The project focused on investigating the relationship between Phoenicians and indigenous Iberians during the Early Iron Age (9th-7th c. BC) with respect to the exploitation of mining resources and production of metals in southern Spain.
This project develops an understanding of the Late-Holocene estuarine landscape changes of different small scale environments close to the Guadiana river mouth. The research is associated to the excavation of a Phoenician settlement in the modern city of Ayamonte conducted by the German Archaeological Institute (DAI). The major goal is to gain information about the relations between the colonizing Phoenician society and its environment.
This research project focuses on reconstructing the formation of the landscape in the vicinity of the ancient city of Ayamonte, Andalusia. It deals with the development of arable land for settlement and with local ecological preconditions.
Within the scope of this research project, technical and legal water management structures on the Iberian Peninsula that have survived from the Roman and Moorish periods were systematically collected, categorized and chronologized.
This project continues the editorial work on Roman milestones initiated by research group (B-I-1) Surveying and Limitation.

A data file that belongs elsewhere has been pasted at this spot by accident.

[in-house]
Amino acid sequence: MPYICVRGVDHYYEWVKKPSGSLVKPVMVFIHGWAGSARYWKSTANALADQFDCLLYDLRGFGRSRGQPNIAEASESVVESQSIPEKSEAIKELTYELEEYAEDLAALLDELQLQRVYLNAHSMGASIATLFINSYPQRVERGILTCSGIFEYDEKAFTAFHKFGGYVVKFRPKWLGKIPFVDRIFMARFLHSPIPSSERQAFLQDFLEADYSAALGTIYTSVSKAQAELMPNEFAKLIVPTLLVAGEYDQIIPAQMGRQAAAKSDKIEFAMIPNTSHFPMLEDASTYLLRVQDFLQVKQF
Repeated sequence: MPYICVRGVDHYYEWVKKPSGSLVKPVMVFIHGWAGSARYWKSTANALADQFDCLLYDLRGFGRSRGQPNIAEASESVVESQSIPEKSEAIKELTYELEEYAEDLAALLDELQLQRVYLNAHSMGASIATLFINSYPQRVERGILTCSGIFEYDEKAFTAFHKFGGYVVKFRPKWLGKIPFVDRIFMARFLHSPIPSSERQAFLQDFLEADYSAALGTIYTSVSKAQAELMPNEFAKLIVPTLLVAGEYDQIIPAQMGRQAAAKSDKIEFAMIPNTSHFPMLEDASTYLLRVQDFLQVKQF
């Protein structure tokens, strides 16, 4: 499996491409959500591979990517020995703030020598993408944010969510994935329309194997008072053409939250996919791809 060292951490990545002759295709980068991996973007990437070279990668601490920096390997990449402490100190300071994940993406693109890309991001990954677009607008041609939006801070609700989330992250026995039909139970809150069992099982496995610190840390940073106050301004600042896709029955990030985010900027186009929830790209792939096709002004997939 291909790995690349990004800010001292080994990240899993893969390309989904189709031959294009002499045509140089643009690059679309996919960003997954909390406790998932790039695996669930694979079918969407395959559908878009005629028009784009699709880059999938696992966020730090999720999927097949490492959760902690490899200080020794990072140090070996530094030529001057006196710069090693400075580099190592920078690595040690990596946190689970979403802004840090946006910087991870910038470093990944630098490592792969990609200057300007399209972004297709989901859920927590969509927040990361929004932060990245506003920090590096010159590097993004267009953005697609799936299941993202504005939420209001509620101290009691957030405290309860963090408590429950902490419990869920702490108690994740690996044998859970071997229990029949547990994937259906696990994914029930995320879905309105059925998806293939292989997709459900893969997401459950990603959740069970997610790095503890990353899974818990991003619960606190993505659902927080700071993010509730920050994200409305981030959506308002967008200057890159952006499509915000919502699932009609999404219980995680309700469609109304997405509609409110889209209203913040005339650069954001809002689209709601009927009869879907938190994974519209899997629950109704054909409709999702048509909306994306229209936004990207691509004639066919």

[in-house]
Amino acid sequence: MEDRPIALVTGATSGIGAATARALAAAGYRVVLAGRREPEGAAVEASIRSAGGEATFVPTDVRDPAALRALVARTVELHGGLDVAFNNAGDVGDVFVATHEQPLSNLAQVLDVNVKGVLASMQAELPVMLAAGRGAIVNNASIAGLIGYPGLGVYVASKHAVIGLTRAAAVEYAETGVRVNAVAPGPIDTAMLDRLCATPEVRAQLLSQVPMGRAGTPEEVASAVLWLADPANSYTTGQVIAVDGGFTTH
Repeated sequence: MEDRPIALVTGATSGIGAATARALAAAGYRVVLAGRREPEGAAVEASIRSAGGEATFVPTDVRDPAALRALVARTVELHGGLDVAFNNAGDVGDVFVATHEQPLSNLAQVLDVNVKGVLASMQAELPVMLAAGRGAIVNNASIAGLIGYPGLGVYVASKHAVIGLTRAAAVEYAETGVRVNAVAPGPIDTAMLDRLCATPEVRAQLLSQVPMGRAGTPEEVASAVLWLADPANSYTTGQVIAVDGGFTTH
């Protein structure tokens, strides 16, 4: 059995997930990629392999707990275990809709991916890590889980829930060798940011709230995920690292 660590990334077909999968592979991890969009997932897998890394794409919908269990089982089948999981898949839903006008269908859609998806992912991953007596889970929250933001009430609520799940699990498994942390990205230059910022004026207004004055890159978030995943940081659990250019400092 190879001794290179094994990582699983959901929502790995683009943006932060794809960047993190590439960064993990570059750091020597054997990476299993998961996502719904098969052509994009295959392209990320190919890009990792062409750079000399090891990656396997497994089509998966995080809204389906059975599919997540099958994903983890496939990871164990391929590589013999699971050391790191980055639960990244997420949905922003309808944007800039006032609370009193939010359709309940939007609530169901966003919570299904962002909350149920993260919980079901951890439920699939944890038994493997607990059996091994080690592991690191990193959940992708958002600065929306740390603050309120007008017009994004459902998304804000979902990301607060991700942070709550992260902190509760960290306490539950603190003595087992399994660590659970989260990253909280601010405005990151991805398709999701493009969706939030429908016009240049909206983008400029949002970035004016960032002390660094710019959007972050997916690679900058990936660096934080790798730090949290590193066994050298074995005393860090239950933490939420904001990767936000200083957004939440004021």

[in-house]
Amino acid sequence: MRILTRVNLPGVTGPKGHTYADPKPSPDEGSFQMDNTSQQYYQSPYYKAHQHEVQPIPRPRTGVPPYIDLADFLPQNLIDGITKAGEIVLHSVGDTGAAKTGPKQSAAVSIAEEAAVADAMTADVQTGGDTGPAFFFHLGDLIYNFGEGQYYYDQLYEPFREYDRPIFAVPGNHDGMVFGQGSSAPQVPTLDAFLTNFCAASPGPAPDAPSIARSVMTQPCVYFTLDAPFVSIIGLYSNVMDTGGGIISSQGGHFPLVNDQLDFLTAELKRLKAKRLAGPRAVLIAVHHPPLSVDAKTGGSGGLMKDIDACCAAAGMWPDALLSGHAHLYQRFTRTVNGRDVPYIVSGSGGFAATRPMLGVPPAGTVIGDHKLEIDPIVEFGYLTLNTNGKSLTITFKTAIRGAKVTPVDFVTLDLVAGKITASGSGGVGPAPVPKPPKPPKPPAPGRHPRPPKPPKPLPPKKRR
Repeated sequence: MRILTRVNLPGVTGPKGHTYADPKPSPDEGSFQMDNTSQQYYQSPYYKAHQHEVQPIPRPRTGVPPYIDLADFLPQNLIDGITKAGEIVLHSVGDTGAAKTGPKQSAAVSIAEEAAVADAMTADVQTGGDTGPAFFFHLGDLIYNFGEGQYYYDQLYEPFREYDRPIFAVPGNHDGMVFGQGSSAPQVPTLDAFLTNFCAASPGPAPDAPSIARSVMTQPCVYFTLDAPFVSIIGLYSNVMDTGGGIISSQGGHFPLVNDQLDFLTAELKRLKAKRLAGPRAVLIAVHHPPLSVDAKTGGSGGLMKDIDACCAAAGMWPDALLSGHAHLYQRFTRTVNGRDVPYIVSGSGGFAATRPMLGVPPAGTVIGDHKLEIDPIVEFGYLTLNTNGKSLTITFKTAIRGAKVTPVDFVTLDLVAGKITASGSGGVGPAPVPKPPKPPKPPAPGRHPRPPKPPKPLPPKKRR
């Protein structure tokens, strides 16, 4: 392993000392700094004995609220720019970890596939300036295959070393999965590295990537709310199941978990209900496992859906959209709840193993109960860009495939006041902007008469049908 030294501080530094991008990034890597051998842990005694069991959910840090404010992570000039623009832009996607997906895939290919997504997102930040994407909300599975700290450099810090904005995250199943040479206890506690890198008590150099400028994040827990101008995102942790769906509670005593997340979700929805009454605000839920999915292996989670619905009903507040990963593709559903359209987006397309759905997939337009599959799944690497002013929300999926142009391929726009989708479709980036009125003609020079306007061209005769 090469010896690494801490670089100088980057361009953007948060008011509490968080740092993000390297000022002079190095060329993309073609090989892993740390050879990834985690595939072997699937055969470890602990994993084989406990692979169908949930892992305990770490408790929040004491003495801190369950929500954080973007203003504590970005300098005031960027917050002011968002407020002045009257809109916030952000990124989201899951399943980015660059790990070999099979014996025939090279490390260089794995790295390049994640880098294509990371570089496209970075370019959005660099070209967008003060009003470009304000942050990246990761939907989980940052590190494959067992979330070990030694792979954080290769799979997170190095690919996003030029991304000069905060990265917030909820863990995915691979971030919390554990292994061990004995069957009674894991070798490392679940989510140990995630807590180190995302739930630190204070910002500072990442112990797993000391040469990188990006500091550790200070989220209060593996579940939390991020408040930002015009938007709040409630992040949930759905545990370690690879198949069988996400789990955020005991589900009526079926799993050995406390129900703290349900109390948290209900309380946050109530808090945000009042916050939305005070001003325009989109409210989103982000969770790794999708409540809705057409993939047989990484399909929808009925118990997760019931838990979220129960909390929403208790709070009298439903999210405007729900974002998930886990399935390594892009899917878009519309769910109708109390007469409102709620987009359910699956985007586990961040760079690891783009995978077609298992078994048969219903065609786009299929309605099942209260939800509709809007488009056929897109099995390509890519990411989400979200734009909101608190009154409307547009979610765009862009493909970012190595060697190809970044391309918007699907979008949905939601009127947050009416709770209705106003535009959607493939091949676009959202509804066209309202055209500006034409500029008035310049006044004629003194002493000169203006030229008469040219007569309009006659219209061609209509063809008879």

The research project continued the work of the former research group (B-I-1) Surveying and Limitation that examined ways in which spaces are defined and constituted through acquisition and demarcation. Five research fields of this former group were investigated.
The infrastructures of late antiquity were of fundamental importance to the politico-military, ecclesiastical and economic organization of the so-called “Germanic” kingdoms that succeeded the Roman Empire.
Subject of the research have been treatises and sentences that have survived from the time of Al-Andalus in water law. It is important to find classifications for the water, as this determines the legal regulations. That is what we can take from the sources. The usage and acquisition of water also depends on the classification. The work of the courts in the districts of Al-Andalus has been the focus in the past years. It will be the basis for further research of how the legal frameworks were implemented in practice. But it is also important to inspect the legislation and the correlating interpretation, as this opens the possibility of establishing to what extent Roman or Western Gothic regulations survived, were modified or simply discarded.